How To Navigate Insurance Claims After a Vehicle Accident in Florida

An automobile accident can be a highly debilitating incident. But the source of pain doesn’t end there; victims must engage with the legal system to process insurance claims. Florida, in particular, records around 400,000 vehicle accidents annually. Hence, state residents must be equipped with information about the nuances of the claims process.

Although not all accidents that happen cause injuries or property damage, those that do need a remedy. After an accident, you should file a claim with the insurance company to receive compensation. Personal injury law in Florida can be quite complex. It is, therefore, crucial to understand the process of filing a claim after a vehicle accident in this state. You should seek legal help from a reputable Florida personal injury law firm to help you with the insurance claims process.

Things to Do After An Accident

What you do immediately after an accident is crucial to your insurance claim. Here are the main steps you should take when filing an insurance claim after a vehicle accident in Florida:

Stop Your Car and Call for Emergency Help

According to Florida law, you must remain at the accident scene if you are one of the parties involved. Pull over to a safe distance, then call for emergency help if anyone is severely injured.

Seek Medical Help

It is vital to get professional medical help even if you have no visible injuries. Internal injuries are hard to diagnose and can become severe if left untreated. A doctor will determine whether you have internal injuries, treat them properly, and provide a medical report. This report is vital during the claim process.

Report the Vehicle Accident

If you have called for emergency help, chances are that police are on their way to the accident scene. Reporting the accident to law enforcement is important, especially if you wish to file an insurance claim. A police report is one of the documents used as evidence in insurance claims.

Gather Information and Evidence at the Scene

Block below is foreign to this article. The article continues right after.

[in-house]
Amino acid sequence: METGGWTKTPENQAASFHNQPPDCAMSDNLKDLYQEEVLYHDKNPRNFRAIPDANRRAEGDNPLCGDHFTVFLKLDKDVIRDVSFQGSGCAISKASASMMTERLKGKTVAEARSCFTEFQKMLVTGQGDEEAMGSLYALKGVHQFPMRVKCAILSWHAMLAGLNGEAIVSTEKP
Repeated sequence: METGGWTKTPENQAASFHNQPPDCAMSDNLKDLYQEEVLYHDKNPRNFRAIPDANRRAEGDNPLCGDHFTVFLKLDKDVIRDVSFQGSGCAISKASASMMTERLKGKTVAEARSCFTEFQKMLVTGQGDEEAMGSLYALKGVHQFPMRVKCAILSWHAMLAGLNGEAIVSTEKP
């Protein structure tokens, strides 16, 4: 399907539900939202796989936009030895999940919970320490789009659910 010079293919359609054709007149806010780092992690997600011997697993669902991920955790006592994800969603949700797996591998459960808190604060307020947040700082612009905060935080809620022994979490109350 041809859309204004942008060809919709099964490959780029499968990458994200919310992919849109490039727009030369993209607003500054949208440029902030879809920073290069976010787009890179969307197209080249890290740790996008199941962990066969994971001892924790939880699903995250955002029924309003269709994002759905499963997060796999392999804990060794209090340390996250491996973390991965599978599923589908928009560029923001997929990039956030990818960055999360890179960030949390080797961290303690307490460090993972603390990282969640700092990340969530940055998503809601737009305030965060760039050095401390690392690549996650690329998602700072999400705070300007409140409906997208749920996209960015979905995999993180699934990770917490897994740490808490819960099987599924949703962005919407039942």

It is challenging to deal with insurance agents. Gathering relevant information at the accident scene can help your insurance claim run smoothly. Note down the name and address of the other driver and their insurance information. Additionally, ask for a copy of the police and medical reports. You can also take pictures and videos of the accident scene with your phone.

Notify your Insurer

Most insurance providers require you to inform them within hours after the accident has occurred. A rule of thumb is to notify them as quickly as possible. You must provide your insurer with information on the accident and any documents or evidence to support your claims.

Insurance Claims in Florida

Florida is among the states that require drivers to carry Personal Injury Protection (PIP). Specifically, the PIP covers up to $10,000 for your medical expenses in the event of a vehicle accident, regardless of whether or not you were the at-fault driver. In addition to that, the law also requires you to purchase a Property Damage Liability (PDL) policy of at least $10,000.

Apart from medical expenses, a plaintiff can recover damages like repair costs, pain, suffering damages, and lost wages if they take time off work due to injuries. To receive compensation for damages, however, you need to document the damages you incurred and include them as part of your insurance claim.
After a vehicle accident in Florida, state laws require you to seek compensation from your insurer. This applies to both drivers involved in the accident, whether or not you are at fault. Nevertheless, just because you have to seek help from your insurance company doesn’t mean you can’t file a personal injury lawsuit against the at-fault driver. If you suffer property damage in a vehicle accident, you can go after the at-fault party directly without going through your insurer first.

Filing a Personal Injury Lawsuit

As a Florida vehicle accident victim, you can file a personal injury claim against the at-fault party (or parties). This means you don’t have to try to recover compensation for your injuries and damages from your insurance company first. This is especially common if your insurer denies you a settlement for damages that exceed your policy allowance.

Statute of Limitations

Personal injury law is different depending on the state. Florida law, in particular, imposes a four-year statute of limitations. As such, you must file insurance claims four years after the accident. You lose your right to claim compensation if the time expires before you can file a claim.

Final Thoughts

Vehicle accidents in Florida are unpredictable. However, to understand the rules surrounding Florida insurance claims about personal injury and get proper compensation, it is advisable to consult a lawyer in Florida. 

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Posted - 05/15/2023